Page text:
[JEREMIAH TOWER: THE LAST MAGNIFICENT opens in Cleveland on Friday June 2nd exclusively at the Cedar Lee Theatre.]
Review by Bob Ignizio
JEREMIAH TOWER: THE LAST MAGNIFICENT begins by recounting the "poor little rich boy" childhood of future chef/restauranteur Jeremiah Tower. His parents seem to have had little interest in their progeny, leaving him more or less to his own devices whether on luxury cruises or back at home throwing fancy dinner parties. It was during this stage of his development that young Jeremiah began to first take an interest in all aspects of the dining experience; not just the food itself, but the menus, the decor, the whole 9 yards.
From there the film moves on to Jeremiah's college years, his first real job as a chef working at Chez Panisse in California, his rise and fall running the hugely influential restaurant Stars, and his recent attempt at a comeback in New York. There are hints of sex and drugs and people "out to get" Jeremiah throughout, but either the stories weren't that exciting or, more likely, Tower is too private a person to delve too deeply into that territory.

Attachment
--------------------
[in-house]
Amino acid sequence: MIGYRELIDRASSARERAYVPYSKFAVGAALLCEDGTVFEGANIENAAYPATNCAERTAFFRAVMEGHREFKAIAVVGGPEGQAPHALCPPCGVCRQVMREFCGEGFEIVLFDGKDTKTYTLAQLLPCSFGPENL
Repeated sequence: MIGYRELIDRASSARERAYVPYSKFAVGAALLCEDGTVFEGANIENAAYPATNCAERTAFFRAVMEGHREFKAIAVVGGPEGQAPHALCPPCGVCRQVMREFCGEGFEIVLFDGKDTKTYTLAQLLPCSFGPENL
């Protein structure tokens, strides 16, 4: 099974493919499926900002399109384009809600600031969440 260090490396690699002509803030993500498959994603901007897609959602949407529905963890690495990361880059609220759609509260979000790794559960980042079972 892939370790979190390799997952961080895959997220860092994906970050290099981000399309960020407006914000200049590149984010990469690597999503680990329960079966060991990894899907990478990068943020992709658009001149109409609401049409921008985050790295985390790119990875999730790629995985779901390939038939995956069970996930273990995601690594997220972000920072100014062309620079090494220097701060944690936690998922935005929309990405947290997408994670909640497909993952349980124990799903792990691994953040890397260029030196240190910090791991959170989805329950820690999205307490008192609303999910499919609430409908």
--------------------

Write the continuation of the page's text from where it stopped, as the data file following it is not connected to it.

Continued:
So the film is left to present us with a road for its subject in which even the bigger bumps tend to be glossed over. Even Tower's feud with Chez Panisse owner Alice Walters comes across as relatively dull, when it's one of the most crucial moments in his career. Tower recounts most of this himself, with old friends, co-workers, and other celebrity chefs (including Anthony Bordain and Mario Batali) chiming in, as well.
If you're a hardcore foodie with an interest in the evolution of American cuisine and the rise of the "superstar chef", there may be enough here to hold your interest. It's hard to imagine more casual viewers finding much here that's compelling enough to warrant their investment of time, though. 2 ½ out of 4 stars.